Does NWHL expansion move the needle in the quest for a unified women's league?

Adding the first Canadian team is a good look for the NWHL, but the PWHPA is unmoved. It still doesn't feel the NWHL meets a high enough standard for elevating the women's game in terms of salary, benefits and exposure.
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In a time when we’re desperate for good news, inside and outside the sporting world, the announcement of a new pro hockey franchise in a major hockey market feels pretty welcome. Whether it changes the landscape of the women’s game in the long term is another matter, however.

The NWHL announced Wednesday that Toronto has been approved for an expansion franchise. It will debut as the league’s sixth team in time for the 2020-21 season, which consists of 20 regular-season games and is scheduled to commence in mid-November. Toronto will be the league’s first Canadian franchise. The team name and color scheme have yet to be determined. Starting Wednesday, fans can submit their ideas for both here.

So who made this franchise happen? The ownership team consists of: Johanna Neilson Boyton, a former Harvard captain, who is the CEO and co-founder of Boynton Brennan Builders; Tyler Tumminia, former senior vice-president of the GoldKlang Group, which owns five minor-league baseball teams; and Digit Murphy, who has decades of experience as one of the winningest coaches in NCAA history. Tumminia will serve as the club chairman. Murphy will be the president and will oversee the hiring of a coach and GM.

“Today is just the start,” Murphy said in a press release issued by the NWHL. “We have plenty of work ahead. Our team in Toronto is led by women, and we are providing opportunities and jobs in the GTA for hockey players, coaches, and staff. This team will proudly represent Toronto and compete for the NWHL championship and will also be dedicated to empowering younger female athletes through community engagement and education. We welcome everyone who wants to be part of a challenging and rewarding venture.”

The announcement included the signings of five players: goaltender Elaine Chuli; defenders Kristen Barbara and Emma Greco; and forwards Shiann Darkangelo and Taylor Woods.

And that’s where things get interesting from a context perspective. All five women played in the now-defunct CWHL in the past. Each of the players aside from Barbara is part of the Professional Women’s Hockey Players' Association, the group consisting of hundreds of players who banded together and sat out the 2019-20 season in protest of women’s hockey having no unified pro league and formed the Dream Gap Tour. That quartet joins three other players from the Dream Gap Tour who have signed with NWHL teams.

“The advancement of a professional women’s hockey league for Canada and the U.S., one that will stand and flourish on its own, is a passion for me and everyone associated with the NWHL,” Boynton said in the press release. “We are driven every day to increase the opportunities available to women’s hockey players of all ages, and that’s what this expansion is all about. There is so much potential, and Toronto is the logical next step. I look forward to working closely with players, staff, sponsors, and fans to give Toronto the team the community deserves.”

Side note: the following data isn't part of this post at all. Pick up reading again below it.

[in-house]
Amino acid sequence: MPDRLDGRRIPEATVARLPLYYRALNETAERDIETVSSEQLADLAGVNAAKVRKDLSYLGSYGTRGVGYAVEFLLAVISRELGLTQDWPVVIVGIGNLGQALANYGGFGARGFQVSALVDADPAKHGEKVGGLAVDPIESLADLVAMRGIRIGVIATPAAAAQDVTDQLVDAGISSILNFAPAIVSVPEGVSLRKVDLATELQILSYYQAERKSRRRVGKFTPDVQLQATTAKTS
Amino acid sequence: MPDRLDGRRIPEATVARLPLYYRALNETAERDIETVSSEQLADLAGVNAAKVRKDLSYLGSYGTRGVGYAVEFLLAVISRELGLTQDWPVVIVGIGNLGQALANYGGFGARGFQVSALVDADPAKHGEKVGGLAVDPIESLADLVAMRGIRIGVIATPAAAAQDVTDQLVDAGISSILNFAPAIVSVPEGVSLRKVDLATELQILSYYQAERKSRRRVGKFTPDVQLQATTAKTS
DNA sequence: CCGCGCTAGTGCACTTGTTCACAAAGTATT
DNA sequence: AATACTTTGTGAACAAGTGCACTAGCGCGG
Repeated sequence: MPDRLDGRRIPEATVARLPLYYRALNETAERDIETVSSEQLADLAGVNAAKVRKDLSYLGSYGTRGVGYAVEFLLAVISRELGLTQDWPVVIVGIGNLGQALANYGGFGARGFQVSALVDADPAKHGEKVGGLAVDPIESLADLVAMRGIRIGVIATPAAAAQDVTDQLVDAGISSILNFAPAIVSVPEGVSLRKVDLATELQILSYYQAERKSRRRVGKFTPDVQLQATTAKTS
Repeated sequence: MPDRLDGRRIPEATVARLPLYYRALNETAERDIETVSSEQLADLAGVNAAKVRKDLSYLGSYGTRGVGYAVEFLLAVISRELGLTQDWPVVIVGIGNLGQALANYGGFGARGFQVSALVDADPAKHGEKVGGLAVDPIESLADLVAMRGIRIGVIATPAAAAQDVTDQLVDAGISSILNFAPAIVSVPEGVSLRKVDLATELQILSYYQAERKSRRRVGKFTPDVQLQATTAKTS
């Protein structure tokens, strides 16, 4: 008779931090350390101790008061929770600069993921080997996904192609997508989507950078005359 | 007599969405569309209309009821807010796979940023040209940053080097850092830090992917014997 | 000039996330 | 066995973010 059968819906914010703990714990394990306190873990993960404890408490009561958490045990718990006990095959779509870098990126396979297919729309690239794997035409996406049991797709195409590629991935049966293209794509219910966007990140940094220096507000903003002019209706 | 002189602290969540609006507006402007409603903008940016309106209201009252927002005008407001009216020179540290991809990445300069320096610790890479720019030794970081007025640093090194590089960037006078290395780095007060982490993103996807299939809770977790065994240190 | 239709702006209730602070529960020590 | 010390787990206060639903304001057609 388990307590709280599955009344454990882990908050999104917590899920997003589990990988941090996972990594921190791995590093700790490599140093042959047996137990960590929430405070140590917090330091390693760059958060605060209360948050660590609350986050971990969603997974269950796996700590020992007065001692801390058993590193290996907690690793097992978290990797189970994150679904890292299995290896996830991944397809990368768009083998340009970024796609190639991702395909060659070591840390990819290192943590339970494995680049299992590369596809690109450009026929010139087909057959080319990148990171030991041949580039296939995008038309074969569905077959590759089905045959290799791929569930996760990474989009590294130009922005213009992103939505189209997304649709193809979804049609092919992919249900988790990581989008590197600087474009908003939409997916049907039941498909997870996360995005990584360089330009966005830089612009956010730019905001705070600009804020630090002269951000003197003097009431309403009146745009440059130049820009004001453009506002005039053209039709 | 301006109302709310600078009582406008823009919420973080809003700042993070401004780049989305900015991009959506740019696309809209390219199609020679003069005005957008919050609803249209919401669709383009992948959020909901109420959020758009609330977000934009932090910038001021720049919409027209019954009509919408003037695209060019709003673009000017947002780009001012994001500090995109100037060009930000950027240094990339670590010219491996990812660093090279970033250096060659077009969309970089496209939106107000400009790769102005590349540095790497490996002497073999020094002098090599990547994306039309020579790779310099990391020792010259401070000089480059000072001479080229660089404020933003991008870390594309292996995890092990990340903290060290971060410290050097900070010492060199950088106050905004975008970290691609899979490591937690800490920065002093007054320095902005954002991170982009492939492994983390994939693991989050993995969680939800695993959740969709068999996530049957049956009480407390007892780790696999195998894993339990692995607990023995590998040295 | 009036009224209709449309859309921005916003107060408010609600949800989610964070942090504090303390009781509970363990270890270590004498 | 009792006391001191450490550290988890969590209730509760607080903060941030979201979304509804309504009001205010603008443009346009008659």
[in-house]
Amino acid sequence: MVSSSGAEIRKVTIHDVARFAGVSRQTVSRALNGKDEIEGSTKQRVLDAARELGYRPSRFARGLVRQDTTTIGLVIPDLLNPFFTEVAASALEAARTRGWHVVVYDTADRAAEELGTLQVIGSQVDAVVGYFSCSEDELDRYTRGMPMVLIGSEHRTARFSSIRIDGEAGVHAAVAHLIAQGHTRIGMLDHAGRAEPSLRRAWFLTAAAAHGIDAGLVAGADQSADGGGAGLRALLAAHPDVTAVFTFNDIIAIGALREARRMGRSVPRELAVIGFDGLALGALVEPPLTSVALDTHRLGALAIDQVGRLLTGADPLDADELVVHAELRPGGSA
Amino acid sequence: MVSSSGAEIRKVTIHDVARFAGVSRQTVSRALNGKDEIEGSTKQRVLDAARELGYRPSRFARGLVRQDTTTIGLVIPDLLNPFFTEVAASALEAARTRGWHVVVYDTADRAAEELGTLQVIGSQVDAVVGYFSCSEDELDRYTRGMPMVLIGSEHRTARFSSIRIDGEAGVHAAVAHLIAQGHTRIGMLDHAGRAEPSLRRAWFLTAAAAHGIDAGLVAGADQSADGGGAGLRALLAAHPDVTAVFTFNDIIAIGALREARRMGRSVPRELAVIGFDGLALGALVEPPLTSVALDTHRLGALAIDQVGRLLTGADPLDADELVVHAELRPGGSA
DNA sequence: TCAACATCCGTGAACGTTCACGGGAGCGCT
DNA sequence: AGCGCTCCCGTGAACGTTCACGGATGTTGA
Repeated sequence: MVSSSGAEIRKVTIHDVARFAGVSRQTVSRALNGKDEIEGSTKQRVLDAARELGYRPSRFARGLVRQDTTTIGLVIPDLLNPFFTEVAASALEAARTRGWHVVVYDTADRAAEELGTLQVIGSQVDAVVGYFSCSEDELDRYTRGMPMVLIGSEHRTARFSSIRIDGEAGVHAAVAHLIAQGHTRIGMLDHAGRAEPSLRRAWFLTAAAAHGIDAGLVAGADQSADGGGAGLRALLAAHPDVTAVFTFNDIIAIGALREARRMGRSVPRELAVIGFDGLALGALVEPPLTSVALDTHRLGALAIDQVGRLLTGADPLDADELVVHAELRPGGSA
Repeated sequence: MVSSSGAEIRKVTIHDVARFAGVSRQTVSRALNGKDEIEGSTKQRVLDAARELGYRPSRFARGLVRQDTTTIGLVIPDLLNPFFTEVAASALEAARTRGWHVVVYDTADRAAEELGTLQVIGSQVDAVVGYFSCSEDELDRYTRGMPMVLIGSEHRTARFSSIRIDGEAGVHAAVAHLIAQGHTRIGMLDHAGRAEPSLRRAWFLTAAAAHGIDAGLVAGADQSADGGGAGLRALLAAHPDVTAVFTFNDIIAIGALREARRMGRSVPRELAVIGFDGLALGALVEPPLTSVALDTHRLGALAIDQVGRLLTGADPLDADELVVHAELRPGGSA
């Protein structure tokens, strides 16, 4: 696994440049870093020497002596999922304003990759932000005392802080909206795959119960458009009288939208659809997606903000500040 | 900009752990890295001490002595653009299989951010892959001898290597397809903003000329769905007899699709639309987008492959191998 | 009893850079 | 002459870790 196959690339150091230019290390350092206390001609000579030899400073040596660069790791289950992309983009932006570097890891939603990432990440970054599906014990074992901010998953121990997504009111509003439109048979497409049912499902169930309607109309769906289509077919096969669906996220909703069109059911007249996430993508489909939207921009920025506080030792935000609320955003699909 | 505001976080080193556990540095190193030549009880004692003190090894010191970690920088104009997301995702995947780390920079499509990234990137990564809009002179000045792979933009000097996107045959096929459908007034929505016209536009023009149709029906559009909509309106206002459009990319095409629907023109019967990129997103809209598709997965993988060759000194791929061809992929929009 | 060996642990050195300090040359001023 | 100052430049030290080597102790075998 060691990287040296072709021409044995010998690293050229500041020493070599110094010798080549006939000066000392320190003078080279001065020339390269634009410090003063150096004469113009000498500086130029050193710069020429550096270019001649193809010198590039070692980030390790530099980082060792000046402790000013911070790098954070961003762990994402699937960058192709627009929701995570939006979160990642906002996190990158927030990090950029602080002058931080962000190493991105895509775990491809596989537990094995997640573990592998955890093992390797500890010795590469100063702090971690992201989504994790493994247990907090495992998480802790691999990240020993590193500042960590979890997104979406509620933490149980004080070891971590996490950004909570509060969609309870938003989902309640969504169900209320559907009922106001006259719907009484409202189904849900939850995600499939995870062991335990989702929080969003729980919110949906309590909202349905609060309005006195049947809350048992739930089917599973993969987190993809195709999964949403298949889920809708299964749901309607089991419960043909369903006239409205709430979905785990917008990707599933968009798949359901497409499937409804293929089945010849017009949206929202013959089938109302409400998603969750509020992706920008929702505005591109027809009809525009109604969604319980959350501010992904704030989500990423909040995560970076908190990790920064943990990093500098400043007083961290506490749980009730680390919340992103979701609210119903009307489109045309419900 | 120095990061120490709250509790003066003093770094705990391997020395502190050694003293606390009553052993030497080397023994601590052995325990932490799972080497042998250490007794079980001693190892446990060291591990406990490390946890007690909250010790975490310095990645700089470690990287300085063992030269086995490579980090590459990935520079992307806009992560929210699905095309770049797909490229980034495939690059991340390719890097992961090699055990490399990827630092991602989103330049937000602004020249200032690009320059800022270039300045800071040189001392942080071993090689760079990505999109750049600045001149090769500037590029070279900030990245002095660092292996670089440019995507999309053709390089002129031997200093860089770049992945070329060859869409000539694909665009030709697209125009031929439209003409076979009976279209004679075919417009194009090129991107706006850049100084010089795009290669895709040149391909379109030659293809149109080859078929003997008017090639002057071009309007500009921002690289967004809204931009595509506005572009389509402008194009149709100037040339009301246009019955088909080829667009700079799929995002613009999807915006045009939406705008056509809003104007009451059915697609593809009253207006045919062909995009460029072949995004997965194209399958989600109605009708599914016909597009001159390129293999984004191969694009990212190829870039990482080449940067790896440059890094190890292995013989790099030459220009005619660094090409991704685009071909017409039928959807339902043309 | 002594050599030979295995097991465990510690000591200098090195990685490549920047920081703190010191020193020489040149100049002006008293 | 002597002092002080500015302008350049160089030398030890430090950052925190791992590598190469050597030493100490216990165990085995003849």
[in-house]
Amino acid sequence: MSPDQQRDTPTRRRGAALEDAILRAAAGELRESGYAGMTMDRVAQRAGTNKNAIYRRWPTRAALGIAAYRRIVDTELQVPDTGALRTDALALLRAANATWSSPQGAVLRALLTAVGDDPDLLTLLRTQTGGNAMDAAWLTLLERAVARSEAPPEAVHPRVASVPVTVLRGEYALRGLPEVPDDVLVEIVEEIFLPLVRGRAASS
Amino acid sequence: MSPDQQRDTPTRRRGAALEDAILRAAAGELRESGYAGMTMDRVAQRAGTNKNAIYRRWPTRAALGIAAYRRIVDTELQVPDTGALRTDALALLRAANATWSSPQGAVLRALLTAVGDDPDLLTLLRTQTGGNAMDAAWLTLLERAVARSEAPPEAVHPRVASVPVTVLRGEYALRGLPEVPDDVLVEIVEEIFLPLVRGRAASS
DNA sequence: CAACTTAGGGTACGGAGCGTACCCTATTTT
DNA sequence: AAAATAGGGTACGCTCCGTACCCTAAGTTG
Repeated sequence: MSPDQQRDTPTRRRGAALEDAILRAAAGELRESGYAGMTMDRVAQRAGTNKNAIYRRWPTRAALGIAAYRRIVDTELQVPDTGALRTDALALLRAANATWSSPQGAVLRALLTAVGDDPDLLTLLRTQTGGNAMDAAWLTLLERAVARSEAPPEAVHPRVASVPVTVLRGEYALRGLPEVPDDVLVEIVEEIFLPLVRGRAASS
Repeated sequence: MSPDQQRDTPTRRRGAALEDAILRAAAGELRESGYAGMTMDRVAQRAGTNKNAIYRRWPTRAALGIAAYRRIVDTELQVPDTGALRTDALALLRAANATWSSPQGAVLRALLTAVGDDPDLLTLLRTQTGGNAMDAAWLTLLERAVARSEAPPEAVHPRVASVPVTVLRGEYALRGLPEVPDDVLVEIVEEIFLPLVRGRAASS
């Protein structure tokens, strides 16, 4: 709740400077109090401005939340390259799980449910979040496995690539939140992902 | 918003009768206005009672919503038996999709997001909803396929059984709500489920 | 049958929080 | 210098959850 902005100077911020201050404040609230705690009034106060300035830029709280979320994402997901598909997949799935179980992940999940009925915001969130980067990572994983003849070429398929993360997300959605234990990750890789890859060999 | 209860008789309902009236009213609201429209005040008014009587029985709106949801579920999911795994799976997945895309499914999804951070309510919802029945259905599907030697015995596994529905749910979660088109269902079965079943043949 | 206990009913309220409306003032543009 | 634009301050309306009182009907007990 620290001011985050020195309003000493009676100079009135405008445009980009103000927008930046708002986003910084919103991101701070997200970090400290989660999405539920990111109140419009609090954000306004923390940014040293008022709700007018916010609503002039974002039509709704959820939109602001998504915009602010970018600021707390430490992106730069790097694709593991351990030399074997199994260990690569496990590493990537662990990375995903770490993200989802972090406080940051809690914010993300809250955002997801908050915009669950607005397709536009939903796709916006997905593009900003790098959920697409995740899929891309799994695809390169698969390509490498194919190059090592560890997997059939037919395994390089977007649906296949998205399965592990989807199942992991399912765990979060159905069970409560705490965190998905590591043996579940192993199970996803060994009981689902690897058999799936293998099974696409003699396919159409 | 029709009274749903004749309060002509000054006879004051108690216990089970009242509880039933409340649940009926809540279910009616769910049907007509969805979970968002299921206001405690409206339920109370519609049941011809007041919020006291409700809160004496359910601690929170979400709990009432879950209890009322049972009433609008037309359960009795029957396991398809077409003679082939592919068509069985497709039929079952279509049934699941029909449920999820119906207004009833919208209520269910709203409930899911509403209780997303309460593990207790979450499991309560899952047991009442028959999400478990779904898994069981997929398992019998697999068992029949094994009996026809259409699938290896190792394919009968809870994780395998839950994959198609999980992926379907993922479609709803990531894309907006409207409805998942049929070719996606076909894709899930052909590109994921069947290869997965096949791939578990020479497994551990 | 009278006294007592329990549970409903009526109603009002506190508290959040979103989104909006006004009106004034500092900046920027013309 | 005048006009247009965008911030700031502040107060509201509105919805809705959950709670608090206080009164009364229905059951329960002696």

So we have ex-CWHL and Dream Gap players signing with the expansion team, not to mention a president who comes from a CWHL past in Murphy, who coached the Boston Blades and Kunlun Red Star. The natural question to ask next is: can this news be viewed as an omen that a unified women’s league is closer to happening? Theoretically, several women have “crossed the floor” to join this team after hundreds of PWHPA players committed to staying out of the NWHL as part of the #ForTheGame initiative.

Well, it appears the idea of a gap being bridged is a reach. The PWHPA issued the following statement Wednesday:

It would be easy to make this an “us versus them” story, but we have no interest in that narrative. Our mission as the PWHPA has not changed, and we are still moving forward with next season – in full force. Simply put, the opportunities that the NWHL will provide may be good for some players, but it’s not the opportunities that we want for our players or future generations of young girls who will play the game at the highest level.

So there are two lenses through which people can few the expansion news. On one hand, we can see Toronto expansion as welcome news for a league that is growing. Per The Athletic’s Hailey Salvian, the NWHL has stated that it just completed its most successful season yet, having “increased its salary cap, initiated a 50-50 revenue split for league-wide sponsorship and media deals and secured a multi-year media rights deal with Twitch, among other things.”

On the other, it doesn’t appear the news moves the needle in the battle for one super-league. Just because a handful of PWHPA players defect doesn’t mean the majority of the organization has changed its stance that the NWHL doesn’t meet the PWHPA’s targets for benefits, salaries and exposure for the women’s game. Wednesday’s statement confirms that, and the PWHPA still houses almost all the sport’s elite players. Case in point: every player at the thrilling 3-on-3 event at the 2020 NHL All-Star Game came from the PWHPA.

So we can celebrate the addition of a Canadian team to the NWHL, but the dream of a unified super-league remains as far away as it did a week ago.

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